If your dog is digging out of boredom, it’s a sign they could use more mental stimulation. Try making your backyard more entertaining with puzzle toys containing treats. If you catch your dog mid-dig, try to redirect their attention with treats or different activities. Throw a ball or practice a trick, taking care to offer plenty of praise. Remember not to leave dogs on their own outdoors for too long. Too much solitude could mean plenty of time with nothing to do but dig.
Get more exercise
Simply increasing your pet’s exercise level may provide the solution you’re looking for. A tired dog is probably more likely to sleep than to dig. Daily walks along with plenty of active play including games of tug of war and hide and seek will provide great bonding opportunities while tiring your puppy out. Try building an obstacle course and training your dog to use it. It’s a good source of exercise for you at the same time. If you’ve got the pet care budget to spare, you could even invest in a treadmill designed for dogs!
If your dog is digging up your lawn in search of prey or just for fun, sprinkling or spraying a deterrent could be the answer. There are plenty of non-toxic but unpleasant options for discouraging destructive behaviors like chewing and digging. Look for some next time you hit the pet store.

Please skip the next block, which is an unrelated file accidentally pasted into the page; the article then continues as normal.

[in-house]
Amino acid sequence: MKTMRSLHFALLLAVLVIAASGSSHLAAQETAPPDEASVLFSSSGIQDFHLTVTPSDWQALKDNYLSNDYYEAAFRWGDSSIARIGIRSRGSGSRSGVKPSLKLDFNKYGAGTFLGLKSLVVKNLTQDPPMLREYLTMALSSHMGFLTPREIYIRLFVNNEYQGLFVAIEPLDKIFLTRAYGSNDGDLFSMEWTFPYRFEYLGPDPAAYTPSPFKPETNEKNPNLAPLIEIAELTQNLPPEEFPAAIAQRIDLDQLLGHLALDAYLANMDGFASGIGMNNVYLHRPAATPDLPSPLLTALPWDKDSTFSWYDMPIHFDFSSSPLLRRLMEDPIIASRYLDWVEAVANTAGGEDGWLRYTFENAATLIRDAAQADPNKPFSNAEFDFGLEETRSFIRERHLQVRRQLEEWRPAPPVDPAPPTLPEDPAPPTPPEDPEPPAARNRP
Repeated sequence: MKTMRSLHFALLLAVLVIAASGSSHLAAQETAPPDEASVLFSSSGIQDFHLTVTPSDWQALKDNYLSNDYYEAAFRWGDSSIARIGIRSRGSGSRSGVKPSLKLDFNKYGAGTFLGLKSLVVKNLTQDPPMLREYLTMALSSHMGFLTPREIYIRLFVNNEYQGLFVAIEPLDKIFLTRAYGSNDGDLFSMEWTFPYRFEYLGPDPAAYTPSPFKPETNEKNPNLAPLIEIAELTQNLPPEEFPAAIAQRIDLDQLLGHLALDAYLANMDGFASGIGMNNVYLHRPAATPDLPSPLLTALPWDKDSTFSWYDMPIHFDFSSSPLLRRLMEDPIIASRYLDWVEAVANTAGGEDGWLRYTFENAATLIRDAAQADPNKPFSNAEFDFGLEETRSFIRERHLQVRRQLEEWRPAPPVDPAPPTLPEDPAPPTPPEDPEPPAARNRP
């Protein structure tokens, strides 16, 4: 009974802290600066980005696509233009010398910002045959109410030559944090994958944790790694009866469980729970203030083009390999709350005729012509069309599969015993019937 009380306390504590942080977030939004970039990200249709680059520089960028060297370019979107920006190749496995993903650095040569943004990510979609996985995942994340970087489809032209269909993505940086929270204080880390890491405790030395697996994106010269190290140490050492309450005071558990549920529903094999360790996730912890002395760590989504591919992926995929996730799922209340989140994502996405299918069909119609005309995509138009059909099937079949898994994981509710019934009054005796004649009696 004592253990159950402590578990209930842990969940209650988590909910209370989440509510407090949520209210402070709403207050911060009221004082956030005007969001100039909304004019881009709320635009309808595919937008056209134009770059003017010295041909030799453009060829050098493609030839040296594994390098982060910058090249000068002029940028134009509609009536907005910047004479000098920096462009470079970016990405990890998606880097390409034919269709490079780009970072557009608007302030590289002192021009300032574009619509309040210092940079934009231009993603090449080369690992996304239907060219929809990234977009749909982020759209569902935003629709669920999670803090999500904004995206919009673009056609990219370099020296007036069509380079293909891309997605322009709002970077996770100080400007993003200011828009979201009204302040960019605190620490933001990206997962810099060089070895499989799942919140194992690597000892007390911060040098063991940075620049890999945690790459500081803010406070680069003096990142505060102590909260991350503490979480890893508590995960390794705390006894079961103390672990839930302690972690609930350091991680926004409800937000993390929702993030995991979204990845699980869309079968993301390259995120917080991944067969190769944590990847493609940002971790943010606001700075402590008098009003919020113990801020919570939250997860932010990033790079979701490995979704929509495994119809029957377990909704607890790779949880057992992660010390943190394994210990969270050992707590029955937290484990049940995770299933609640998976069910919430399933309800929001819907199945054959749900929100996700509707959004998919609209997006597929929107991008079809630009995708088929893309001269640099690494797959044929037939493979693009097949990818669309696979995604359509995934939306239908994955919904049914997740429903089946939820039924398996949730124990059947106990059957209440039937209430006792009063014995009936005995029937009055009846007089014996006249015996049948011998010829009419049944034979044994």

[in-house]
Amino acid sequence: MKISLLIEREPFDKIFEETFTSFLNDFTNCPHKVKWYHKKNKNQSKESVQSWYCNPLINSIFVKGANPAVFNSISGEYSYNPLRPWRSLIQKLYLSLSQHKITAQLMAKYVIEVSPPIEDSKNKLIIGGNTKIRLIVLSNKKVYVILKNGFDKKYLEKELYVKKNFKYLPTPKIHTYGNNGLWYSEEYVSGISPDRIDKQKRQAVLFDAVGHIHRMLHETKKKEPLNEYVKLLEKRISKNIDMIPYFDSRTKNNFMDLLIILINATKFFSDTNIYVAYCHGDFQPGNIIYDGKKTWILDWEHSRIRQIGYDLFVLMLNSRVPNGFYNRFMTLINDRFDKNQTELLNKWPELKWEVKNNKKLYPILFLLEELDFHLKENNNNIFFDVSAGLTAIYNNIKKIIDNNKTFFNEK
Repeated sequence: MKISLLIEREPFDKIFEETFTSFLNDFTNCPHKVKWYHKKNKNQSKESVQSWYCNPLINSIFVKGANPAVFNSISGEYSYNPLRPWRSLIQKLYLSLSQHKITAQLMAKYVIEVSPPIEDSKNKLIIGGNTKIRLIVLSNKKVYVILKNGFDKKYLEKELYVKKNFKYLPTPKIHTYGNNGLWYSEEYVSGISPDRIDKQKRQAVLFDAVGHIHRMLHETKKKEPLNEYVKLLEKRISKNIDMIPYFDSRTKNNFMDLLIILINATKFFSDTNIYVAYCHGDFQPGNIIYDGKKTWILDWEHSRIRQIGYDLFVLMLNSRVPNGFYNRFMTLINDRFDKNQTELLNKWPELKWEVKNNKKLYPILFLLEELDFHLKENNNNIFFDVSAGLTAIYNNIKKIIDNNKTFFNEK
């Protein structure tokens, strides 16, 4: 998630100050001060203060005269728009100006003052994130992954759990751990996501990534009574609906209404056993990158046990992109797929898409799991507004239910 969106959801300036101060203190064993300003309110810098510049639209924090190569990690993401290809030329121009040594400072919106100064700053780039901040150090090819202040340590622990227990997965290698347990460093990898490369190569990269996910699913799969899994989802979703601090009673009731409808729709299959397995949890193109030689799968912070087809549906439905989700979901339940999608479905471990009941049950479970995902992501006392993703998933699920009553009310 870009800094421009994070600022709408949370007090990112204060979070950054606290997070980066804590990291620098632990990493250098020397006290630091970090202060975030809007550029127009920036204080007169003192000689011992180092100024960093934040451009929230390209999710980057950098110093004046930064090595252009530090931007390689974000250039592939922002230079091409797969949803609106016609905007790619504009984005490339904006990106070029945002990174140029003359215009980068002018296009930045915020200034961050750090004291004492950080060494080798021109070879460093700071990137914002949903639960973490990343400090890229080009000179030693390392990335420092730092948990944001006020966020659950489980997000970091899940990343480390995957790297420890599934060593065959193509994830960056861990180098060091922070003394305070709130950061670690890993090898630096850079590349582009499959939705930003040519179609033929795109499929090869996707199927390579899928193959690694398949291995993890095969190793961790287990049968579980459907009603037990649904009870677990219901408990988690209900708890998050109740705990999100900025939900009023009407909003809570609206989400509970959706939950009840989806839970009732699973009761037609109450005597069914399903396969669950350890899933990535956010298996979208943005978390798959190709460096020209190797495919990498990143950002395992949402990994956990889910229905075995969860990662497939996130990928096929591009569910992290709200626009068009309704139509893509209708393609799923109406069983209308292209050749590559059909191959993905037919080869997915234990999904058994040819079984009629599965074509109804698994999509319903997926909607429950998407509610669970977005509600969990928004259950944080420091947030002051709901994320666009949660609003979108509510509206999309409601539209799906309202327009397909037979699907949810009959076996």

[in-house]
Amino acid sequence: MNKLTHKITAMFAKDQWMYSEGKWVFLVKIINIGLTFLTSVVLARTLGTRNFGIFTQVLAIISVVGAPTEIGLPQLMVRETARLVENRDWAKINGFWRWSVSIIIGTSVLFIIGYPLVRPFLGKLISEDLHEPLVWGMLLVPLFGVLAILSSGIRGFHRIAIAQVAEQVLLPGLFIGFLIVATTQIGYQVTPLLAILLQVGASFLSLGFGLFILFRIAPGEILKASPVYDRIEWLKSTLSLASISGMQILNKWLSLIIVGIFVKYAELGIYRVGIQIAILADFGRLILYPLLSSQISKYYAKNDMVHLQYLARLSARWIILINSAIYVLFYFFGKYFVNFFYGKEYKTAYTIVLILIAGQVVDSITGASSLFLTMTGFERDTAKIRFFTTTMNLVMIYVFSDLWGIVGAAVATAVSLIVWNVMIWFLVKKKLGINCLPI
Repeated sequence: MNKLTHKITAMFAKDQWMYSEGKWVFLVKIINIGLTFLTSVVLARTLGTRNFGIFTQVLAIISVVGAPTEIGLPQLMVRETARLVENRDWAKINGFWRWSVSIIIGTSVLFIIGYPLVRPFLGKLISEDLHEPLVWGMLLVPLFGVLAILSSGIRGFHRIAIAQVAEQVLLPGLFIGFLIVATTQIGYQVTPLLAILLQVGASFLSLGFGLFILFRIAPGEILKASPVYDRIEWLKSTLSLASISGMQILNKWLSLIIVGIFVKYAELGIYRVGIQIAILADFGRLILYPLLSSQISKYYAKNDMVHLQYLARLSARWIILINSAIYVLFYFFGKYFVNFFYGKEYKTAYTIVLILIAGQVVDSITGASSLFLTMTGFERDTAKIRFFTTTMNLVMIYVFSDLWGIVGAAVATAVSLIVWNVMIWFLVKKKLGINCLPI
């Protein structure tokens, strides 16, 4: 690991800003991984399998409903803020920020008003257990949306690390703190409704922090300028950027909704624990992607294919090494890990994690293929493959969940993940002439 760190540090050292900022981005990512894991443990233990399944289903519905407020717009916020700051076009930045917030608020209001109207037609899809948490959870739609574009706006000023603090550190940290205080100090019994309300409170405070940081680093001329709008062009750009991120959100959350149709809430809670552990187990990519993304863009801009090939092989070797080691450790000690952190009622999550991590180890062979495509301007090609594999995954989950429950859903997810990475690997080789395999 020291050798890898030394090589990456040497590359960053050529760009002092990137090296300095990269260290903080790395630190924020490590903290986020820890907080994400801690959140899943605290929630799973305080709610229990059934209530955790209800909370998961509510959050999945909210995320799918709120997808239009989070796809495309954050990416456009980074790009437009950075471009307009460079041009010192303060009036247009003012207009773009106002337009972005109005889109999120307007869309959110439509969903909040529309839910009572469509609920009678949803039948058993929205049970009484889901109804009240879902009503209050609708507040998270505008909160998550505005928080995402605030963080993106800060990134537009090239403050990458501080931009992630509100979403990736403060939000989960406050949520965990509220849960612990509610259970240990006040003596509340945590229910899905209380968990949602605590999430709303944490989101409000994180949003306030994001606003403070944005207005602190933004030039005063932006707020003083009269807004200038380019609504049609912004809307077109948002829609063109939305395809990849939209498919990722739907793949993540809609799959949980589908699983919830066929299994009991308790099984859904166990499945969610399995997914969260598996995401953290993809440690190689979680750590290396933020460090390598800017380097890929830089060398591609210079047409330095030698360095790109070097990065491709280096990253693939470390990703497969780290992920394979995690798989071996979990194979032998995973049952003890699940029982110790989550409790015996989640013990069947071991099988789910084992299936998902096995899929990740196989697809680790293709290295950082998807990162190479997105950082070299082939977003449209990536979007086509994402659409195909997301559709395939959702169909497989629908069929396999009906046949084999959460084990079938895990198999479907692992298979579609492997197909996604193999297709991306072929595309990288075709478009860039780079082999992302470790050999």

If your dog continuously digs around your perimeter fencing in an attempt to escape, consider investing in some underground fencing. Burying wire fencing under vulnerable areas of your yard will make it much harder for dogs to dig deep enough to escape. Hopefully, they’ll soon give up on their attempts to make a break for it. It’s best to combine this strategy with an attempt to alleviate boredom that might inspire digging.
If you have reason to believe your dog is digging to get at moles or other vermin under your lawn, the best solution is to call in a pest control company.
Encourage appropriate digging
If the above solutions don’t work, give in to your dog’s instincts and embrace their digging. Try creating a dedicated digging spot. A plant-less patch of earth or a large sandbox can be ideal for this. Fill it with buried toys and rubber bones (changing them regularly for variety) and let your dog dig and explore to its heart’s content. Should they start digging elsewhere, gently redirect them to the appropriate digging spot.
If your dog can’t get enough digging, read up on events that will allow them to dig in an organized setting. The American Kennel Club’s Earthdog events, for example, allow Dachshunds and small Terriers to dig and burrow safely in search of prey. AKC Scent Work and agility classes are other alternatives. AKC Scent Work lets all breeds of dogs search for hidden target odors while agility classes provide the mental and physical stimulation of obstacle courses. These tire out your dog and stave off boredom while letting you enjoy a fun bonding experience. Best of all, your dog will probably be much too tired for digging once you’re back at home.